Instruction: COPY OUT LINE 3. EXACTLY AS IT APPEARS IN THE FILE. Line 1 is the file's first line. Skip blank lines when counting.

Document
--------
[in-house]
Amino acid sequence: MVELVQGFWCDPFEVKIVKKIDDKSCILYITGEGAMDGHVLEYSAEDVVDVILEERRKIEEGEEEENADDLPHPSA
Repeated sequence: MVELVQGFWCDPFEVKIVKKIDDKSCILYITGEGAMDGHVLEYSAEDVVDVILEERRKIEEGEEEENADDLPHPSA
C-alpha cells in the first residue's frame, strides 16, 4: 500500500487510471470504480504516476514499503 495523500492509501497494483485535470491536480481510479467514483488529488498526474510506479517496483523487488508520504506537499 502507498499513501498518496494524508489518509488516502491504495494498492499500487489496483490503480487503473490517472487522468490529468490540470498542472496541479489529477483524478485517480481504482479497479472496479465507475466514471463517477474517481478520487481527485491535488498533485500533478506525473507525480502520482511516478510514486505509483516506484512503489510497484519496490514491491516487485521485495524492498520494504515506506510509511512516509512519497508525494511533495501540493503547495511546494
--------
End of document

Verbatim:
Repeated sequence: MVELVQGFWCDPFEVKIVKKIDDKSCILYITGEGAMDGHVLEYSAEDVVDVILEERRKIEEGEEEENADDLPHPSA